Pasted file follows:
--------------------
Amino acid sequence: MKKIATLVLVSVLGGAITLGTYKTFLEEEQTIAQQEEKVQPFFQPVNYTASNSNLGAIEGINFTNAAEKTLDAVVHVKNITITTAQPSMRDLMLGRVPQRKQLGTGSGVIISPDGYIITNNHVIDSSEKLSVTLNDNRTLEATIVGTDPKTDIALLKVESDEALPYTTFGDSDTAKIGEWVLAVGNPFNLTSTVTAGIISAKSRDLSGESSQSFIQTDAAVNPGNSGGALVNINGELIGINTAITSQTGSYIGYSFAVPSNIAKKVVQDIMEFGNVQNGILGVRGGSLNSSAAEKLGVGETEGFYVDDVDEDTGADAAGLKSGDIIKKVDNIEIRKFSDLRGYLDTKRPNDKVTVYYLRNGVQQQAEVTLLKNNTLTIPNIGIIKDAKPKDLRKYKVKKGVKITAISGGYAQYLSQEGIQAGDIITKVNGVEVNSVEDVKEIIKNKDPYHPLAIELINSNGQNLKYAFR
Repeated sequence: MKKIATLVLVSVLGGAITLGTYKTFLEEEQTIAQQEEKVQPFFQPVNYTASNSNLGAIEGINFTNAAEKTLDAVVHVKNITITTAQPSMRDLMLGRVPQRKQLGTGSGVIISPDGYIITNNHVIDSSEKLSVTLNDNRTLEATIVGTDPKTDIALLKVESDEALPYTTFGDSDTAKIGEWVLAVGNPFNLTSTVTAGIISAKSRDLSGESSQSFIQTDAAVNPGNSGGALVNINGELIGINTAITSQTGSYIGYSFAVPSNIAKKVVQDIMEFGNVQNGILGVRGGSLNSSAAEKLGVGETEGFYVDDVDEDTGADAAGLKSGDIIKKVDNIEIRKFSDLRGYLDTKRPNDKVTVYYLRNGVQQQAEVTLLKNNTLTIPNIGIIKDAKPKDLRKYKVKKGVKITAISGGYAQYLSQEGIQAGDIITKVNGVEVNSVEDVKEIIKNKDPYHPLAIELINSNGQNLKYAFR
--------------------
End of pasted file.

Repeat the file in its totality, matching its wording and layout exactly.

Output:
Amino acid sequence: MKKIATLVLVSVLGGAITLGTYKTFLEEEQTIAQQEEKVQPFFQPVNYTASNSNLGAIEGINFTNAAEKTLDAVVHVKNITITTAQPSMRDLMLGRVPQRKQLGTGSGVIISPDGYIITNNHVIDSSEKLSVTLNDNRTLEATIVGTDPKTDIALLKVESDEALPYTTFGDSDTAKIGEWVLAVGNPFNLTSTVTAGIISAKSRDLSGESSQSFIQTDAAVNPGNSGGALVNINGELIGINTAITSQTGSYIGYSFAVPSNIAKKVVQDIMEFGNVQNGILGVRGGSLNSSAAEKLGVGETEGFYVDDVDEDTGADAAGLKSGDIIKKVDNIEIRKFSDLRGYLDTKRPNDKVTVYYLRNGVQQQAEVTLLKNNTLTIPNIGIIKDAKPKDLRKYKVKKGVKITAISGGYAQYLSQEGIQAGDIITKVNGVEVNSVEDVKEIIKNKDPYHPLAIELINSNGQNLKYAFR
Repeated sequence: MKKIATLVLVSVLGGAITLGTYKTFLEEEQTIAQQEEKVQPFFQPVNYTASNSNLGAIEGINFTNAAEKTLDAVVHVKNITITTAQPSMRDLMLGRVPQRKQLGTGSGVIISPDGYIITNNHVIDSSEKLSVTLNDNRTLEATIVGTDPKTDIALLKVESDEALPYTTFGDSDTAKIGEWVLAVGNPFNLTSTVTAGIISAKSRDLSGESSQSFIQTDAAVNPGNSGGALVNINGELIGINTAITSQTGSYIGYSFAVPSNIAKKVVQDIMEFGNVQNGILGVRGGSLNSSAAEKLGVGETEGFYVDDVDEDTGADAAGLKSGDIIKKVDNIEIRKFSDLRGYLDTKRPNDKVTVYYLRNGVQQQAEVTLLKNNTLTIPNIGIIKDAKPKDLRKYKVKKGVKITAISGGYAQYLSQEGIQAGDIITKVNGVEVNSVEDVKEIIKNKDPYHPLAIELINSNGQNLKYAFR